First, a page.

The student news site of Emporia State University.
Filed under News

Blame it on the Alcohol

Binge drinking remains dangerous habit among students

Hang on for a minute...we're trying to find some more stories you might like.

Email This Story

Foam reaches the tip of the glass like the tide coming in for the night. The familiar, soothing taste of beer rushes down your throat, followed by a grunt of satisfaction and the glass returning to the bar. Round after round, the glass is lifted, the drink is emptied and the glass returns. Half an hour has passed and there sit five empty glasses. Your vision is blurry, your confidence is up and your mobility is questionable. You’re drunk.

Legally, binge drinking is defined as the act of drinking enough alcohol to bring a person’s blood alcohol concentration to .08 grams percent or above in two hours, but many students rarely seem to just follow that guideline.

According to Centers for Disease Control and Prevention, binge drinking is the most common pattern of excessive alcohol use.

Most of those who binge drink are not dependent on the substance.

College students notoriously have high rates of alcoholism and incidents of alcohol poisoning. According to the National Institute on Alcohol Abuse and Alcoholism, four out of five college students take part in the consumption of alcohol.

“I think it’s an age thing,” said Abigail Chiroy, sophomore international business major. “People think that they want it because they can’t have it.”

According to the Center for Disease Control and Prevention, 90 percent of underage drinking in the United States comes in the form of binge drinking. Though the drinking age is 21 in the United States, underage drinking is not an uncommon sight for Americans.

“I think it’s because they leave home and they go somewhere where they don’t have parents or guardians watching over their every move,” said Nathan Harris, junior communications major and co-president of Greeks Advocating Mature Management of Alcohol now known as Students Advocating Better Actions. “They take that freedom and they do more and more with it.”

According to the Foundation for Advancing Alcohol Responsibility in 2012, 81 percent of students across the nation took part in binge drinking.

“I go out about three times a week, that includes bars for karaoke, clubs to dance and to my friend’s house to hang out,” said Jamarious Wicker, senior theater major. “Drinking takes the edge off. It’s like letting the air out of the bag.”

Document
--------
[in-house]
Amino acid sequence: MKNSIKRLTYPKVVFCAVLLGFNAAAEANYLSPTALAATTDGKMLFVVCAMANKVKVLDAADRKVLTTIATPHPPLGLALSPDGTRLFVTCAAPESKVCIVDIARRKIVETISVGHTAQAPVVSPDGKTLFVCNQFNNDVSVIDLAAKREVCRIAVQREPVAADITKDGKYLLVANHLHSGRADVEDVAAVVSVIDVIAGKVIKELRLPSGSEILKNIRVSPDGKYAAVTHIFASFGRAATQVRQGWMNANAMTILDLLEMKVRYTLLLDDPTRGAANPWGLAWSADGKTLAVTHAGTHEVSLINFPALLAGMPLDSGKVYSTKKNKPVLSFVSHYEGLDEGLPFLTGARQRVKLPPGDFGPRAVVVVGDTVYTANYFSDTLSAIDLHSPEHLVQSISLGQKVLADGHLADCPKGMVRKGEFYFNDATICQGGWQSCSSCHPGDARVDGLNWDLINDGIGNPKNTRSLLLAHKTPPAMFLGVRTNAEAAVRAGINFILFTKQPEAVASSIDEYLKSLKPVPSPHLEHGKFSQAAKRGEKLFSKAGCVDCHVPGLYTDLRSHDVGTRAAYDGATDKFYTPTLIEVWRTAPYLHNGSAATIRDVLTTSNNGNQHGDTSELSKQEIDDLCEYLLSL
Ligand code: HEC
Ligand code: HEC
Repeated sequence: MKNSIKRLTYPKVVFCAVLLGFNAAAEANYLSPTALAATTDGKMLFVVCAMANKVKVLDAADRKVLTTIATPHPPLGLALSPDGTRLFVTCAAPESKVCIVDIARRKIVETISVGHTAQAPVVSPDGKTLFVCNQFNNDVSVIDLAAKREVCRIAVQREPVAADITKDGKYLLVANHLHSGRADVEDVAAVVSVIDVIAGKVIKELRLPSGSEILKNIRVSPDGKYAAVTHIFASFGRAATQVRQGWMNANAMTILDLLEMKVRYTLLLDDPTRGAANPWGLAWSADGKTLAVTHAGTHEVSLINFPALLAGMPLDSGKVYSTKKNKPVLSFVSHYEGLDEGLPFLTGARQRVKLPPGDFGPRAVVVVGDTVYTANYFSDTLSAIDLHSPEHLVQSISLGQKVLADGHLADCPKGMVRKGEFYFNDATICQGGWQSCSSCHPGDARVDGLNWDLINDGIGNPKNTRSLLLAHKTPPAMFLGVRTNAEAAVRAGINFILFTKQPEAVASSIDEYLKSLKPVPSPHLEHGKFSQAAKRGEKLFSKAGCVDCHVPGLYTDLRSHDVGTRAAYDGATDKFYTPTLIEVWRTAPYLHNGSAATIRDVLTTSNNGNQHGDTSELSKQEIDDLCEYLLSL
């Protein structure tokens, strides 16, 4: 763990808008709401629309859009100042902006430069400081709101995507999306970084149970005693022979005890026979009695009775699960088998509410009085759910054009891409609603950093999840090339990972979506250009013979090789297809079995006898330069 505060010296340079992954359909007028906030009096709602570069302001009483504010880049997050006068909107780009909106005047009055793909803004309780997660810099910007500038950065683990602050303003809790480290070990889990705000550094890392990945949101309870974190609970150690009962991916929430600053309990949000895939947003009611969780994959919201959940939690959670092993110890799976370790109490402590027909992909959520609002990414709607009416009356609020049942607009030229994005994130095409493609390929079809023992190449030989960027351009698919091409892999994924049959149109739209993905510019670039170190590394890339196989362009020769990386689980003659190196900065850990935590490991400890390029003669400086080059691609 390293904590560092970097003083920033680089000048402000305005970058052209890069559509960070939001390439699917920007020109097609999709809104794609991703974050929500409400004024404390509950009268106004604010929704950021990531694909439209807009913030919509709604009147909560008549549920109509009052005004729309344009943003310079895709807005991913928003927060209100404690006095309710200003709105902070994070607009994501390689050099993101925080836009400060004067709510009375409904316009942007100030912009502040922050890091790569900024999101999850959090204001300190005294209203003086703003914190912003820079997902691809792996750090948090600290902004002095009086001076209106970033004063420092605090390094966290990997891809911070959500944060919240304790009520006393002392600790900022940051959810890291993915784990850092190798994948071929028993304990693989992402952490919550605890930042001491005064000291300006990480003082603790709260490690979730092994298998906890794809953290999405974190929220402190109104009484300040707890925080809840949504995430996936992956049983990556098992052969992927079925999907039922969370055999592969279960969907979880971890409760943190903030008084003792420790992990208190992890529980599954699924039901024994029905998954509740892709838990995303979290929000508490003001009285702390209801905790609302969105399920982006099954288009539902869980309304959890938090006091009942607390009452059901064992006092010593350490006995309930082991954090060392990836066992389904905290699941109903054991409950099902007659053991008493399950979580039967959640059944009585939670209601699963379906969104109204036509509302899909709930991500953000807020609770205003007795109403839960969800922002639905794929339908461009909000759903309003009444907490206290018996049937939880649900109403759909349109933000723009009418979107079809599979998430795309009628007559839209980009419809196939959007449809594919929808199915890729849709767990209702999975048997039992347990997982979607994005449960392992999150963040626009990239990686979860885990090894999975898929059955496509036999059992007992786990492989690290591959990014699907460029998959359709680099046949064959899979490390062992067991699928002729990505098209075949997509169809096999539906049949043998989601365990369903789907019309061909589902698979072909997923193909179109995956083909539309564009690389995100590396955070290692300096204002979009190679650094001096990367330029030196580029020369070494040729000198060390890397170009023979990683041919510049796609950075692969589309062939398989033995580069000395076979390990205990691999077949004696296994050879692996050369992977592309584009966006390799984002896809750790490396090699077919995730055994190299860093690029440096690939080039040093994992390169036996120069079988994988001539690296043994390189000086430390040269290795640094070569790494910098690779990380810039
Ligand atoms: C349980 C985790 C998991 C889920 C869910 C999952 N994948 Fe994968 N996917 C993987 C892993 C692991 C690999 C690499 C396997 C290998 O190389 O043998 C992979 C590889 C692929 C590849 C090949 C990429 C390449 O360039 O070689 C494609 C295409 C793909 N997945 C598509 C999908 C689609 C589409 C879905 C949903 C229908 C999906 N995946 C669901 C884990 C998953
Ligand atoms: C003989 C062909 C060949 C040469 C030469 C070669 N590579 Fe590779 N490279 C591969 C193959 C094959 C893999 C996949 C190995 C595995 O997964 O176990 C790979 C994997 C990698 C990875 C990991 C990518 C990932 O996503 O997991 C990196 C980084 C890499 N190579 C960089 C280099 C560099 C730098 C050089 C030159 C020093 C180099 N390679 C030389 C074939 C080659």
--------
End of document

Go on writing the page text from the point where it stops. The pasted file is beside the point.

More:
Wicker’s favorite drink is wine. For him, an ideal night would be doing something with friends, instead of simply hanging around drinking, but many students, especially those under the legal drinking age, feel the urge to push it further, especially when they reach the legal age.

“I feel like everyone has that month of ‘alcoholism’ after turning 21, but I would say most people start slowing down,” said Harris. “It sounds awful but a lot of people start slowing down when there’s not that thrill of it being illegal anymore.”

Because the university is aware that binge drinking exists, it provides a safe way home. Corky’s Cab is the university’s “safe ride” program for students planning on going out and drinking in town. Whether it’s excessive drinking or not, students can catch a ride home from, but not to, a bar, not a person’s house, via this service. To use Corky’s Cab, call 620-366-0500.

Print Friendly

Leave a Comment

To comment on portions of The Bulletin’s website, commenters are required to enter a legitimate email address and first and/or last name before a comment can be published. The Bulletin reserves the right to delete any content deemed inappropriate or inflammatory. Any content judged racist, sexist, vulgar, obscene or objectionable will not be included on The Bulletin’s website. Furthermore, The Bulletin will not publish any content wherein the commenter fraudulently assumes an identity not his/her own. The Bulletin will only disclose user information in the event that it is required to do so by law to protect its own well-being or the well-being of The Bulletin‘s users. Other than those exceptions where The Bulletin determines that it is essential to disclose user information, The Bulletin maintains that it will not divulge personal information (username, email address) to third parties.

If you want a picture to show with your comment, go get a gravatar.


The student news site of Emporia State University.
Blame it on the Alcohol